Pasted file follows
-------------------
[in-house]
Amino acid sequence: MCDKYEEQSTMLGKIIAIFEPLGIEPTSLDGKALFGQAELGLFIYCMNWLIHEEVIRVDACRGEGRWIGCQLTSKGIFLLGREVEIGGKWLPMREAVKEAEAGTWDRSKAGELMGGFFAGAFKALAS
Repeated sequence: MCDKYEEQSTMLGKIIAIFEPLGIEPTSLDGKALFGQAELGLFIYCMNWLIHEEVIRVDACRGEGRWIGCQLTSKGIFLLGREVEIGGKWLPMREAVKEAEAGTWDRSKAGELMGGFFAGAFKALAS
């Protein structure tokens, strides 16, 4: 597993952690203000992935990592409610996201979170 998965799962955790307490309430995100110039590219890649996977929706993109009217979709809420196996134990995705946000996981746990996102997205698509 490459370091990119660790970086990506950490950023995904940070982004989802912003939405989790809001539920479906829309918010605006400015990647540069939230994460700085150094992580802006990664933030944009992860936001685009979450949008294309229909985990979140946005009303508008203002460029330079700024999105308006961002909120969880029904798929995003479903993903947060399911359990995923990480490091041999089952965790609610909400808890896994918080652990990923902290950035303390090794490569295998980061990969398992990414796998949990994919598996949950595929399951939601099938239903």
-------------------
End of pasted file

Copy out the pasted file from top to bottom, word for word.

[in-house]
Amino acid sequence: MCDKYEEQSTMLGKIIAIFEPLGIEPTSLDGKALFGQAELGLFIYCMNWLIHEEVIRVDACRGEGRWIGCQLTSKGIFLLGREVEIGGKWLPMREAVKEAEAGTWDRSKAGELMGGFFAGAFKALAS
Repeated sequence: MCDKYEEQSTMLGKIIAIFEPLGIEPTSLDGKALFGQAELGLFIYCMNWLIHEEVIRVDACRGEGRWIGCQLTSKGIFLLGREVEIGGKWLPMREAVKEAEAGTWDRSKAGELMGGFFAGAFKALAS
């Protein structure tokens, strides 16, 4: 597993952690203000992935990592409610996201979170 998965799962955790307490309430995100110039590219890649996977929706993109009217979709809420196996134990995705946000996981746990996102997205698509 490459370091990119660790970086990506950490950023995904940070982004989802912003939405989790809001539920479906829309918010605006400015990647540069939230994460700085150094992580802006990664933030944009992860936001685009979450949008294309229909985990979140946005009303508008203002460029330079700024999105308006961002909120969880029904798929995003479903993903947060399911359990995923990480490091041999089952965790609610909400808890896994918080652990990923902290950035303390090794490569295998980061990969398992990414796998949990994919598996949950595929399951939601099938239903």